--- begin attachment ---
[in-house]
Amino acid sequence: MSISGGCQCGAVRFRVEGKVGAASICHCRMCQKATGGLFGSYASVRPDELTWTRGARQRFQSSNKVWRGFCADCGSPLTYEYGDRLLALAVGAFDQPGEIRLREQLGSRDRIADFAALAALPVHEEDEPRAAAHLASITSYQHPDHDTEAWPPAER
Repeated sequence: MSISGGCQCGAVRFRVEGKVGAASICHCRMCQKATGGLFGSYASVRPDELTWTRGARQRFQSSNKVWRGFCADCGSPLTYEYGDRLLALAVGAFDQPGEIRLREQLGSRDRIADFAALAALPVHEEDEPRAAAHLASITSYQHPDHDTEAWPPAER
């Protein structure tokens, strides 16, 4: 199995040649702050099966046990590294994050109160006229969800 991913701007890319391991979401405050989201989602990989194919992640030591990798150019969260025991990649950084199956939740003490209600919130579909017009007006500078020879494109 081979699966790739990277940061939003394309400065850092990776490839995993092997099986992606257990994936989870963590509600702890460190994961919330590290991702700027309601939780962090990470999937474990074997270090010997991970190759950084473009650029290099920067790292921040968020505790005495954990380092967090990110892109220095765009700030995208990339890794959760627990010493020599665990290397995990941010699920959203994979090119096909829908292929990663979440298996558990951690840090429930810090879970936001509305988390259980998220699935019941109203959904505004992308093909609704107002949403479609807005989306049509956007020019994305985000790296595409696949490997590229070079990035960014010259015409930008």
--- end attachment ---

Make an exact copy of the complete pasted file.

[in-house]
Amino acid sequence: MSISGGCQCGAVRFRVEGKVGAASICHCRMCQKATGGLFGSYASVRPDELTWTRGARQRFQSSNKVWRGFCADCGSPLTYEYGDRLLALAVGAFDQPGEIRLREQLGSRDRIADFAALAALPVHEEDEPRAAAHLASITSYQHPDHDTEAWPPAER
Repeated sequence: MSISGGCQCGAVRFRVEGKVGAASICHCRMCQKATGGLFGSYASVRPDELTWTRGARQRFQSSNKVWRGFCADCGSPLTYEYGDRLLALAVGAFDQPGEIRLREQLGSRDRIADFAALAALPVHEEDEPRAAAHLASITSYQHPDHDTEAWPPAER
């Protein structure tokens, strides 16, 4: 199995040649702050099966046990590294994050109160006229969800 991913701007890319391991979401405050989201989602990989194919992640030591990798150019969260025991990649950084199956939740003490209600919130579909017009007006500078020879494109 081979699966790739990277940061939003394309400065850092990776490839995993092997099986992606257990994936989870963590509600702890460190994961919330590290991702700027309601939780962090990470999937474990074997270090010997991970190759950084473009650029290099920067790292921040968020505790005495954990380092967090990110892109220095765009700030995208990339890794959760627990010493020599665990290397995990941010699920959203994979090119096909829908292929990663979440298996558990951690840090429930810090879970936001509305988390259980998220699935019941109203959904505004992308093909609704107002949403479609807005989306049509956007020019994305985000790296595409696949490997590229070079990035960014010259015409930008």